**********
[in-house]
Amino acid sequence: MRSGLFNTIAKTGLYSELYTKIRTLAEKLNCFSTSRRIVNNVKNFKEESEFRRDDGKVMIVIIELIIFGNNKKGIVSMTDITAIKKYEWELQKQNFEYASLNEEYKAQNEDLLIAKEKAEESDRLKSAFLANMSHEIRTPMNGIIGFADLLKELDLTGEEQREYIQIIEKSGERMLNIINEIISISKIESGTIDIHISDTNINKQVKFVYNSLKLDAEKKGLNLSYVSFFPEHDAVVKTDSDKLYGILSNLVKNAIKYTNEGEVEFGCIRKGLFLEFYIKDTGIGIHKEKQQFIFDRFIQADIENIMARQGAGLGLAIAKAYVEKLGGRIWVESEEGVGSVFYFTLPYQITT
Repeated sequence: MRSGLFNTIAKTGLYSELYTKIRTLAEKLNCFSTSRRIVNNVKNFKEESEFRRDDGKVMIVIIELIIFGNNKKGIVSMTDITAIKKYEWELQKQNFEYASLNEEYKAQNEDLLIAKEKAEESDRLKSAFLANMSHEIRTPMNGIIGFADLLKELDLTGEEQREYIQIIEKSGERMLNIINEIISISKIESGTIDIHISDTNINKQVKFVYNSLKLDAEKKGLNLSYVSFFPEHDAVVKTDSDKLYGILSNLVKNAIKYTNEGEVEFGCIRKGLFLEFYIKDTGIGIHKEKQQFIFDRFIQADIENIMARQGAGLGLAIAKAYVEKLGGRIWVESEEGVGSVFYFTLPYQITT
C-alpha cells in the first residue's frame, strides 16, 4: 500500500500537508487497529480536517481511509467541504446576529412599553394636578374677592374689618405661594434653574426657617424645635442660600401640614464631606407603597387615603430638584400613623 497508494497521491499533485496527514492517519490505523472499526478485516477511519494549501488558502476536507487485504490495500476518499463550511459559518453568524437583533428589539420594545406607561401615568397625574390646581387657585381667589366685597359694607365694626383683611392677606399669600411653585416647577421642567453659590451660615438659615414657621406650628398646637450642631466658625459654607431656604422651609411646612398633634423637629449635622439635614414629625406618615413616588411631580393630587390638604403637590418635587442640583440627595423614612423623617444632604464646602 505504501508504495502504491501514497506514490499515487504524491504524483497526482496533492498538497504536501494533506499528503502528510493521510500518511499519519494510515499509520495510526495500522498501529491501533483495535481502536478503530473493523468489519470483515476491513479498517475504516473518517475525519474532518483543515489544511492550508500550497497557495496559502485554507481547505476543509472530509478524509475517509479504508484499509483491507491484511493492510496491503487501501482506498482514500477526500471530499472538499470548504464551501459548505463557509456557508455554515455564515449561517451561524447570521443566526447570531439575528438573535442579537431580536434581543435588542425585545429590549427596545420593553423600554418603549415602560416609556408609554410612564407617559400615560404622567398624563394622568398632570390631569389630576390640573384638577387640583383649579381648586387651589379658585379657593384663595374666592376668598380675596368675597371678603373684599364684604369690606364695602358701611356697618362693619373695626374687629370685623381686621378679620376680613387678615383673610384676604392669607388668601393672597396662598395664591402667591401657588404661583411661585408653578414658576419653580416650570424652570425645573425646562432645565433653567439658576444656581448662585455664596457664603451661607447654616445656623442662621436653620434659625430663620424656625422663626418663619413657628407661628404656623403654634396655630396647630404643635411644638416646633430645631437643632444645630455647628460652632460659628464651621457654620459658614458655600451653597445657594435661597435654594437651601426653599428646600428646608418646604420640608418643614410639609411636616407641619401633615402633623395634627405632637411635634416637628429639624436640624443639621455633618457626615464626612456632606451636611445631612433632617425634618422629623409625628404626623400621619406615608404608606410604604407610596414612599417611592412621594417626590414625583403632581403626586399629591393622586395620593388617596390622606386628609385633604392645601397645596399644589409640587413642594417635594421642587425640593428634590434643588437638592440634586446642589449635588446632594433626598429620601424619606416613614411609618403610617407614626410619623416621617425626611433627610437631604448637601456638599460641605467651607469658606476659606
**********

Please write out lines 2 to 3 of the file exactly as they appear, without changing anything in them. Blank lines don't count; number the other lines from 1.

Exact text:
Amino acid sequence: MRSGLFNTIAKTGLYSELYTKIRTLAEKLNCFSTSRRIVNNVKNFKEESEFRRDDGKVMIVIIELIIFGNNKKGIVSMTDITAIKKYEWELQKQNFEYASLNEEYKAQNEDLLIAKEKAEESDRLKSAFLANMSHEIRTPMNGIIGFADLLKELDLTGEEQREYIQIIEKSGERMLNIINEIISISKIESGTIDIHISDTNINKQVKFVYNSLKLDAEKKGLNLSYVSFFPEHDAVVKTDSDKLYGILSNLVKNAIKYTNEGEVEFGCIRKGLFLEFYIKDTGIGIHKEKQQFIFDRFIQADIENIMARQGAGLGLAIAKAYVEKLGGRIWVESEEGVGSVFYFTLPYQITT
Repeated sequence: MRSGLFNTIAKTGLYSELYTKIRTLAEKLNCFSTSRRIVNNVKNFKEESEFRRDDGKVMIVIIELIIFGNNKKGIVSMTDITAIKKYEWELQKQNFEYASLNEEYKAQNEDLLIAKEKAEESDRLKSAFLANMSHEIRTPMNGIIGFADLLKELDLTGEEQREYIQIIEKSGERMLNIINEIISISKIESGTIDIHISDTNINKQVKFVYNSLKLDAEKKGLNLSYVSFFPEHDAVVKTDSDKLYGILSNLVKNAIKYTNEGEVEFGCIRKGLFLEFYIKDTGIGIHKEKQQFIFDRFIQADIENIMARQGAGLGLAIAKAYVEKLGGRIWVESEEGVGSVFYFTLPYQITT